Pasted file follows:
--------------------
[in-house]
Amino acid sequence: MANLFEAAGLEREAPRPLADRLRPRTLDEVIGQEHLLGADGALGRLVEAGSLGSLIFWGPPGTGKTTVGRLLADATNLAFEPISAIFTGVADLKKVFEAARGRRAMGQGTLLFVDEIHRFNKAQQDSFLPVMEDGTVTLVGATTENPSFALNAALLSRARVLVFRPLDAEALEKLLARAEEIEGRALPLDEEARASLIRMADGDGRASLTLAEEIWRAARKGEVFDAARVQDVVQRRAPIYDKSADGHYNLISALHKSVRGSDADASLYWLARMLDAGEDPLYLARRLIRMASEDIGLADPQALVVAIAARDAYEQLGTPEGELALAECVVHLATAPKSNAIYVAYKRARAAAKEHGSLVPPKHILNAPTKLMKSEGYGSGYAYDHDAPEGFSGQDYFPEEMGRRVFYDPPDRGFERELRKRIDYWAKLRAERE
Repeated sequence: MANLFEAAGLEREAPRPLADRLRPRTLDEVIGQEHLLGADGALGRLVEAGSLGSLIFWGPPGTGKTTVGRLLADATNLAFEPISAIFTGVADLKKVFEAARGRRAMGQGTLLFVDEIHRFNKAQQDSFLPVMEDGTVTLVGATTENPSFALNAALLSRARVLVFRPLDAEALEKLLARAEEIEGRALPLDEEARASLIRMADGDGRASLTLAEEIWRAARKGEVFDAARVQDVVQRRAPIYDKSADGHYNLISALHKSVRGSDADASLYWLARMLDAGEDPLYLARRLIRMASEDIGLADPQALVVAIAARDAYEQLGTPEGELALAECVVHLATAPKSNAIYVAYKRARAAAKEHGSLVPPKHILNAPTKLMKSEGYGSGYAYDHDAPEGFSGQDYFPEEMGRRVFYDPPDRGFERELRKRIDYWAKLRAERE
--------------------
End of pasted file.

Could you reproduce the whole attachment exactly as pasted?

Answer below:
[in-house]
Amino acid sequence: MANLFEAAGLEREAPRPLADRLRPRTLDEVIGQEHLLGADGALGRLVEAGSLGSLIFWGPPGTGKTTVGRLLADATNLAFEPISAIFTGVADLKKVFEAARGRRAMGQGTLLFVDEIHRFNKAQQDSFLPVMEDGTVTLVGATTENPSFALNAALLSRARVLVFRPLDAEALEKLLARAEEIEGRALPLDEEARASLIRMADGDGRASLTLAEEIWRAARKGEVFDAARVQDVVQRRAPIYDKSADGHYNLISALHKSVRGSDADASLYWLARMLDAGEDPLYLARRLIRMASEDIGLADPQALVVAIAARDAYEQLGTPEGELALAECVVHLATAPKSNAIYVAYKRARAAAKEHGSLVPPKHILNAPTKLMKSEGYGSGYAYDHDAPEGFSGQDYFPEEMGRRVFYDPPDRGFERELRKRIDYWAKLRAERE
Repeated sequence: MANLFEAAGLEREAPRPLADRLRPRTLDEVIGQEHLLGADGALGRLVEAGSLGSLIFWGPPGTGKTTVGRLLADATNLAFEPISAIFTGVADLKKVFEAARGRRAMGQGTLLFVDEIHRFNKAQQDSFLPVMEDGTVTLVGATTENPSFALNAALLSRARVLVFRPLDAEALEKLLARAEEIEGRALPLDEEARASLIRMADGDGRASLTLAEEIWRAARKGEVFDAARVQDVVQRRAPIYDKSADGHYNLISALHKSVRGSDADASLYWLARMLDAGEDPLYLARRLIRMASEDIGLADPQALVVAIAARDAYEQLGTPEGELALAECVVHLATAPKSNAIYVAYKRARAAAKEHGSLVPPKHILNAPTKLMKSEGYGSGYAYDHDAPEGFSGQDYFPEEMGRRVFYDPPDRGFERELRKRIDYWAKLRAERE